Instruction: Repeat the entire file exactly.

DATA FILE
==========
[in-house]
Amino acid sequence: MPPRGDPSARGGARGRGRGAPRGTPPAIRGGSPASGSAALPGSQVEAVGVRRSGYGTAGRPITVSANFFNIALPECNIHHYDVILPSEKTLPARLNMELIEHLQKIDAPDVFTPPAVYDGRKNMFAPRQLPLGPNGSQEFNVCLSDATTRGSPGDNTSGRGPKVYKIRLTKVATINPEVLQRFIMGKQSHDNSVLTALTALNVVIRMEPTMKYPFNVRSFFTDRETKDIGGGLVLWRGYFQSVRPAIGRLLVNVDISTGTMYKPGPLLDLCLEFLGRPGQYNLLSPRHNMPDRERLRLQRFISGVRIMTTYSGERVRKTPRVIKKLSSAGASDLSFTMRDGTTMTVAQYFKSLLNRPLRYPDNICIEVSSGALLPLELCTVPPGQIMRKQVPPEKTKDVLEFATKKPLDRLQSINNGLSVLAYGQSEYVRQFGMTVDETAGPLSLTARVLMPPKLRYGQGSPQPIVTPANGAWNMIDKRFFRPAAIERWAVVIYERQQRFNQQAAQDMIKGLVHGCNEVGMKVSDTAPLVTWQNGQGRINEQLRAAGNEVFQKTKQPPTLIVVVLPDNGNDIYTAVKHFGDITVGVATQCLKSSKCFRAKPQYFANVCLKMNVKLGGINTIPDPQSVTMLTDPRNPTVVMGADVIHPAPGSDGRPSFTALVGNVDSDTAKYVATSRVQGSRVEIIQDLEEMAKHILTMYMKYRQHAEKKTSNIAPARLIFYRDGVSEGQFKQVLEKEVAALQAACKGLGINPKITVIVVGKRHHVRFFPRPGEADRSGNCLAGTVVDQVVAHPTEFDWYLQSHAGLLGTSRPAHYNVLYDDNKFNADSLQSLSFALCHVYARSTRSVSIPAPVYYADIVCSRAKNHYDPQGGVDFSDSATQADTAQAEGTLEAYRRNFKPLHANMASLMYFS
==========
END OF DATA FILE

[in-house]
Amino acid sequence: MPPRGDPSARGGARGRGRGAPRGTPPAIRGGSPASGSAALPGSQVEAVGVRRSGYGTAGRPITVSANFFNIALPECNIHHYDVILPSEKTLPARLNMELIEHLQKIDAPDVFTPPAVYDGRKNMFAPRQLPLGPNGSQEFNVCLSDATTRGSPGDNTSGRGPKVYKIRLTKVATINPEVLQRFIMGKQSHDNSVLTALTALNVVIRMEPTMKYPFNVRSFFTDRETKDIGGGLVLWRGYFQSVRPAIGRLLVNVDISTGTMYKPGPLLDLCLEFLGRPGQYNLLSPRHNMPDRERLRLQRFISGVRIMTTYSGERVRKTPRVIKKLSSAGASDLSFTMRDGTTMTVAQYFKSLLNRPLRYPDNICIEVSSGALLPLELCTVPPGQIMRKQVPPEKTKDVLEFATKKPLDRLQSINNGLSVLAYGQSEYVRQFGMTVDETAGPLSLTARVLMPPKLRYGQGSPQPIVTPANGAWNMIDKRFFRPAAIERWAVVIYERQQRFNQQAAQDMIKGLVHGCNEVGMKVSDTAPLVTWQNGQGRINEQLRAAGNEVFQKTKQPPTLIVVVLPDNGNDIYTAVKHFGDITVGVATQCLKSSKCFRAKPQYFANVCLKMNVKLGGINTIPDPQSVTMLTDPRNPTVVMGADVIHPAPGSDGRPSFTALVGNVDSDTAKYVATSRVQGSRVEIIQDLEEMAKHILTMYMKYRQHAEKKTSNIAPARLIFYRDGVSEGQFKQVLEKEVAALQAACKGLGINPKITVIVVGKRHHVRFFPRPGEADRSGNCLAGTVVDQVVAHPTEFDWYLQSHAGLLGTSRPAHYNVLYDDNKFNADSLQSLSFALCHVYARSTRSVSIPAPVYYADIVCSRAKNHYDPQGGVDFSDSATQADTAQAEGTLEAYRRNFKPLHANMASLMYFS